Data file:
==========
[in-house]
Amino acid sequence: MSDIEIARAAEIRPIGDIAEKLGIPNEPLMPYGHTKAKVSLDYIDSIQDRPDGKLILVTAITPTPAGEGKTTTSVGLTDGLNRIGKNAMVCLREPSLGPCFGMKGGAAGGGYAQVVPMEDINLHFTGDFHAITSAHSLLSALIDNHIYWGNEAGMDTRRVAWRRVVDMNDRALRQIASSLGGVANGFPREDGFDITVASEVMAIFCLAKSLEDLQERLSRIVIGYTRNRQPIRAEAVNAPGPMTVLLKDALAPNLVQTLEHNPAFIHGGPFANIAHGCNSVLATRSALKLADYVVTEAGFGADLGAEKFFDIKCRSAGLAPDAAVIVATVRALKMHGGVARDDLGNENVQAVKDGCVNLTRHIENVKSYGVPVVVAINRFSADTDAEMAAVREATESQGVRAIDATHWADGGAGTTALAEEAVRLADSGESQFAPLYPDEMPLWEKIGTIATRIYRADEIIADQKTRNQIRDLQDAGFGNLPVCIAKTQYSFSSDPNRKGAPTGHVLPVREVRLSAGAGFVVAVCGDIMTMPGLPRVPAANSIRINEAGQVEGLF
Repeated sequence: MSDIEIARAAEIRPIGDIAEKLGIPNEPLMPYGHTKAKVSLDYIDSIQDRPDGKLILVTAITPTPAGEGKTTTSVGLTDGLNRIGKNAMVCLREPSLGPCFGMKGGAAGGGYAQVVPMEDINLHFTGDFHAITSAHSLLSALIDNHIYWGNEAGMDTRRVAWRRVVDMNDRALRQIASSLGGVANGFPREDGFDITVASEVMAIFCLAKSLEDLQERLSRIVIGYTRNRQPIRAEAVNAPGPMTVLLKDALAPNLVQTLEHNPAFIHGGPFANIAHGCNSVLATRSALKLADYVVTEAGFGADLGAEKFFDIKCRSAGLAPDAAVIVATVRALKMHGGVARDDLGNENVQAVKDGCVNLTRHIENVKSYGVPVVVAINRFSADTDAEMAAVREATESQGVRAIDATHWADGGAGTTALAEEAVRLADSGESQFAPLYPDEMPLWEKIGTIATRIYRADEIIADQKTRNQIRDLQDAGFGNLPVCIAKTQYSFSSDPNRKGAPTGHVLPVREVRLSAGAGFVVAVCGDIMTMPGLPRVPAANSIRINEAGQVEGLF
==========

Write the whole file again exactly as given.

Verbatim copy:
[in-house]
Amino acid sequence: MSDIEIARAAEIRPIGDIAEKLGIPNEPLMPYGHTKAKVSLDYIDSIQDRPDGKLILVTAITPTPAGEGKTTTSVGLTDGLNRIGKNAMVCLREPSLGPCFGMKGGAAGGGYAQVVPMEDINLHFTGDFHAITSAHSLLSALIDNHIYWGNEAGMDTRRVAWRRVVDMNDRALRQIASSLGGVANGFPREDGFDITVASEVMAIFCLAKSLEDLQERLSRIVIGYTRNRQPIRAEAVNAPGPMTVLLKDALAPNLVQTLEHNPAFIHGGPFANIAHGCNSVLATRSALKLADYVVTEAGFGADLGAEKFFDIKCRSAGLAPDAAVIVATVRALKMHGGVARDDLGNENVQAVKDGCVNLTRHIENVKSYGVPVVVAINRFSADTDAEMAAVREATESQGVRAIDATHWADGGAGTTALAEEAVRLADSGESQFAPLYPDEMPLWEKIGTIATRIYRADEIIADQKTRNQIRDLQDAGFGNLPVCIAKTQYSFSSDPNRKGAPTGHVLPVREVRLSAGAGFVVAVCGDIMTMPGLPRVPAANSIRINEAGQVEGLF
Repeated sequence: MSDIEIARAAEIRPIGDIAEKLGIPNEPLMPYGHTKAKVSLDYIDSIQDRPDGKLILVTAITPTPAGEGKTTTSVGLTDGLNRIGKNAMVCLREPSLGPCFGMKGGAAGGGYAQVVPMEDINLHFTGDFHAITSAHSLLSALIDNHIYWGNEAGMDTRRVAWRRVVDMNDRALRQIASSLGGVANGFPREDGFDITVASEVMAIFCLAKSLEDLQERLSRIVIGYTRNRQPIRAEAVNAPGPMTVLLKDALAPNLVQTLEHNPAFIHGGPFANIAHGCNSVLATRSALKLADYVVTEAGFGADLGAEKFFDIKCRSAGLAPDAAVIVATVRALKMHGGVARDDLGNENVQAVKDGCVNLTRHIENVKSYGVPVVVAINRFSADTDAEMAAVREATESQGVRAIDATHWADGGAGTTALAEEAVRLADSGESQFAPLYPDEMPLWEKIGTIATRIYRADEIIADQKTRNQIRDLQDAGFGNLPVCIAKTQYSFSSDPNRKGAPTGHVLPVREVRLSAGAGFVVAVCGDIMTMPGLPRVPAANSIRINEAGQVEGLF